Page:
09 1 / 2013
It’s been a while since I said hello, so here’s a short note to say that, in case you weren’t sure, Around India in 80 Trains has been out for the last two months. It’s been fabulous to receive messages from those of you who have been following the journey since the first few train rides - so thank you for your loyalty and patience in waiting to get the book in your hands. To clear up a little confusion, the copy on the left is the Indian edition published by Roli Books and the one on the right is the UK and US edition published by Nicholas Brealey.
They are both beautiful covers that embody the whole journey for me and I’m so grateful to two immensely talented ladies who brought them to life. Kriti Monga of http://www.turmericdesign.com illustrated the Indian cover and Sroop Sunar of http://www.sroopsunar.com illustrated the UK cover.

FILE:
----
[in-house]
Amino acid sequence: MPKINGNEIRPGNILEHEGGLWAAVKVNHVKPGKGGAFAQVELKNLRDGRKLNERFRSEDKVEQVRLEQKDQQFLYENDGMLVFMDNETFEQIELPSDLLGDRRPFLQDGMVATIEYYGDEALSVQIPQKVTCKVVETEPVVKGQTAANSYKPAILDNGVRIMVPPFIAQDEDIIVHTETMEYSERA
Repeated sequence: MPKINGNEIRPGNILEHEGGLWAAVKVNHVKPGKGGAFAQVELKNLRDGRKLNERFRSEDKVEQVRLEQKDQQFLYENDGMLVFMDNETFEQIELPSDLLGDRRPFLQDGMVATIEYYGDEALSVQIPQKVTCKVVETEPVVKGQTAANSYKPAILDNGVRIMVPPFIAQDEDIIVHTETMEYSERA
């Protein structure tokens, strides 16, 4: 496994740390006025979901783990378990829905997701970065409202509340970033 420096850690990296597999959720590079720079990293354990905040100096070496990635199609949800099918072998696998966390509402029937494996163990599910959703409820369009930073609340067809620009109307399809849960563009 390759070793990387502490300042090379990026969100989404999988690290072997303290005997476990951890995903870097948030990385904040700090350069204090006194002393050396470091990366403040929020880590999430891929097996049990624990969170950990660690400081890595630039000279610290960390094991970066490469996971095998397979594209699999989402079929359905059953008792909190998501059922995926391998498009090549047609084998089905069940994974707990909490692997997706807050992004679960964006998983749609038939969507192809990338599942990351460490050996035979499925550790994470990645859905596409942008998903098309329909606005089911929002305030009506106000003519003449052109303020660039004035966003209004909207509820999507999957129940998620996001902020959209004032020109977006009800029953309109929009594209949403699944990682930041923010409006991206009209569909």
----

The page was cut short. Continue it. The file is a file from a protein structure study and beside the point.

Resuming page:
At the end of the month I’m going to be speaking at the Jaipur Literature Festival, followed by the Irrawaddy Literary Festival in Yangon, so don’t go away and I will let you know more details shortly.
06 3 / 2012
Over the last year I have had a number of emails through the website asking me:
“Arre, where are you? Have you made it to Calcutta yet?”
“Did you die on the trains or what?”
And my favourite.
“I am sorry to saying it mam, but you are a moron, it is not taking so much time to traverse 80 trains on Indian railways, tks, Anil Shanmugam.”
Well as an answer to you all - Anil in particular - the trip was completed within the designated four months and I have since been holed up in my sunny Hampstead flat writing the book about our journey. And this is how it started…
One dark, wet evening in Gangtok, in a desperate attempt to heat up, I was pouring a dirty bottle of two-hundred-rupee rum out of a paper bag and into a pot of coffee when my phone rang. On the other end was the very English and very comforting voice of one David Godwin who wanted to meet me once I was finished with chilblains and Kanchenjunga. Three weeks later I was dry, warm and clutching a rum-free cup of tea in David’s cosy Covent Garden office where we decided to team up and work on the book Around India in 80 Trains.